"When it started, I think people watched it for the music," she said. "The big bands were popular, but there were none on TV at the time and Lawrence filled that niche, that spot. It was colorful and beautiful, and the music touched people's hearts.
 
"I also had people who had just come over from other countries say they watched it because they could understand the music and we had music from all over the world.
 
"Now, there's such nostalgia for a lot of people. It's one of the few things people can watch as a family."
 
Kim Jones, advertising and marketing communications manager for PBS station WUNC-TV, said that the Welk show, which airs Saturdays at 7 p.m., is one of the station's top 10 shows. Jones said the primary audience is people age 50 to 55 and older, but that there's also interest from the children of people in that age group.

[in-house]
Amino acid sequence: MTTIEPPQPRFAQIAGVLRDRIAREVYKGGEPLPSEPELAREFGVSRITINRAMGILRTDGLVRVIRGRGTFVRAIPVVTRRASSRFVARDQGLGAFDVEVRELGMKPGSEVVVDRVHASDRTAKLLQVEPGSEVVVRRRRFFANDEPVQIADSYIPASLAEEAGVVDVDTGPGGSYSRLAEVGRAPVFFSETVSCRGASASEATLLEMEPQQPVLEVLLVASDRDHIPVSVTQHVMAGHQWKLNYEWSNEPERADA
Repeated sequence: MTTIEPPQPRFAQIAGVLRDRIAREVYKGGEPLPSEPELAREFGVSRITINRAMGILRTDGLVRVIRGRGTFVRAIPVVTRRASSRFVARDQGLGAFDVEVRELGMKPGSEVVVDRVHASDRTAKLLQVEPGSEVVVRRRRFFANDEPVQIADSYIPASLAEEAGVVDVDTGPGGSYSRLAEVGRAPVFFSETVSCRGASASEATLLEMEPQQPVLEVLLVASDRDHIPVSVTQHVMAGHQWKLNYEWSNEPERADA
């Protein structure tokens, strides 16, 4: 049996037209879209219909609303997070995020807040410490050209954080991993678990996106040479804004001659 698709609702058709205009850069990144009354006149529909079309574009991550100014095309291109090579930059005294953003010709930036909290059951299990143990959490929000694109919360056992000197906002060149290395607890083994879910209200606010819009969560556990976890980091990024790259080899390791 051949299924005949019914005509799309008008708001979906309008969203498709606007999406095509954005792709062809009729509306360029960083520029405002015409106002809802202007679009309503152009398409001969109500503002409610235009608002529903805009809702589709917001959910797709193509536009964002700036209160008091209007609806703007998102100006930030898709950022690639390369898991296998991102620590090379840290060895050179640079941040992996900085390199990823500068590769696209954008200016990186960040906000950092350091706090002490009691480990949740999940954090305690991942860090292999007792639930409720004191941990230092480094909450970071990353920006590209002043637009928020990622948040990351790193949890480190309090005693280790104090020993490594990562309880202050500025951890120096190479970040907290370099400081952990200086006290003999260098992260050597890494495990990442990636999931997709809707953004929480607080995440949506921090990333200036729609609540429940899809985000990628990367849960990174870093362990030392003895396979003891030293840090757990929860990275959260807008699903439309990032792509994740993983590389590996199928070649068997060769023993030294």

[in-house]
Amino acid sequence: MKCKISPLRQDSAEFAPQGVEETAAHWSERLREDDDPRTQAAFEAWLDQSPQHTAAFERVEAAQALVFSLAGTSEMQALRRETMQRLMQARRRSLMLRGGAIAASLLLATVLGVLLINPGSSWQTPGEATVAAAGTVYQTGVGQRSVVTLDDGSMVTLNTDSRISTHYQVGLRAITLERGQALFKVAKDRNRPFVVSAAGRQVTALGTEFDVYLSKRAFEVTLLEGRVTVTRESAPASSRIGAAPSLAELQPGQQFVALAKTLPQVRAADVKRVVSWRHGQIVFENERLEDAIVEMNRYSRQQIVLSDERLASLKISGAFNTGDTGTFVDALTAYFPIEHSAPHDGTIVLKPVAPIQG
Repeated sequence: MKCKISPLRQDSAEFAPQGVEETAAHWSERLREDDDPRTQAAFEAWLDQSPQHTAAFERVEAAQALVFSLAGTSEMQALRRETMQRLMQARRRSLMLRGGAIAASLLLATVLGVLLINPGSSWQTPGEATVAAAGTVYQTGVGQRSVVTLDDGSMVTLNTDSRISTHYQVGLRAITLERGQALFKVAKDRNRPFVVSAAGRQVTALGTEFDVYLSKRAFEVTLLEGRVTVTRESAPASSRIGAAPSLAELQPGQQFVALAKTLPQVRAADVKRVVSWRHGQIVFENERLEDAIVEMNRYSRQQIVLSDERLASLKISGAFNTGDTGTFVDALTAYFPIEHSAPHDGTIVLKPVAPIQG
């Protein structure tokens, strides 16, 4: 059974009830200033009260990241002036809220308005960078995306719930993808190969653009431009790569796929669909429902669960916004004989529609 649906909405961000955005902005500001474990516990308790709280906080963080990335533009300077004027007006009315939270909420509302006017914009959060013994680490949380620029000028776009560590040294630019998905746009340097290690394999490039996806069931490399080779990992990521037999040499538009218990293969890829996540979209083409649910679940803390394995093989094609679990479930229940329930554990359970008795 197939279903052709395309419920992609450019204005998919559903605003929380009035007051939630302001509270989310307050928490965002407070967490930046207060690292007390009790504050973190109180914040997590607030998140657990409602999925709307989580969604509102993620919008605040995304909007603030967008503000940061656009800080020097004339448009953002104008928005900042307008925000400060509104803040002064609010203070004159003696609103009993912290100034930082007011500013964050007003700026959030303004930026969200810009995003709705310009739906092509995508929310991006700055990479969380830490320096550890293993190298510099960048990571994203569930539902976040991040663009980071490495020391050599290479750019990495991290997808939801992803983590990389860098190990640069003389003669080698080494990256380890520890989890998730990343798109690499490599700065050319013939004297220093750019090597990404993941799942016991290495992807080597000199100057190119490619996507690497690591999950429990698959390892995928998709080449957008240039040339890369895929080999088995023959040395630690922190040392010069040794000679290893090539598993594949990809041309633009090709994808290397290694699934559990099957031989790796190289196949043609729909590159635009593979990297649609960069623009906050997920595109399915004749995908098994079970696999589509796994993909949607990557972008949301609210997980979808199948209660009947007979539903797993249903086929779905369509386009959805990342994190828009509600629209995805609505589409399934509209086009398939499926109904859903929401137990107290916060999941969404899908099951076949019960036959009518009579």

The weekly shows are old broadcasts repackaged to remove commercials, which are replaced with new segments from performers. The performers talk about their days on the show, what they're doing now and their families.
New Welk specials are good draws during WUNC's Festival fund-raising time, and one will be shown in March. "Lawrence Welk: God Bless America" will air Saturday at 6 p.m. (with Bobby Burgess in the studio) and be rebroadcast March 15 at 7 p.m. (with Tom Netherton in the studio).
 
English said that in her travels -- she's on the road about 125 days a year with the show and her new CD, "My God My Country" -- she gets the sense that people are looking fondly for a place far from terrorism and war.
 
"It was a time when things were so different," she said. "Back to that peaceful, safe, family feeling."
 
Reach Debbie Moose at moosedj2001@yahoo.com.
 
What: The Live Lawrence Welk Show.
When: Tonight at 7.
Where: Carolina Theatre, 309 W. Morgan St., Durham.
Cost: $38.50, $40.50.
Call: 560-3030.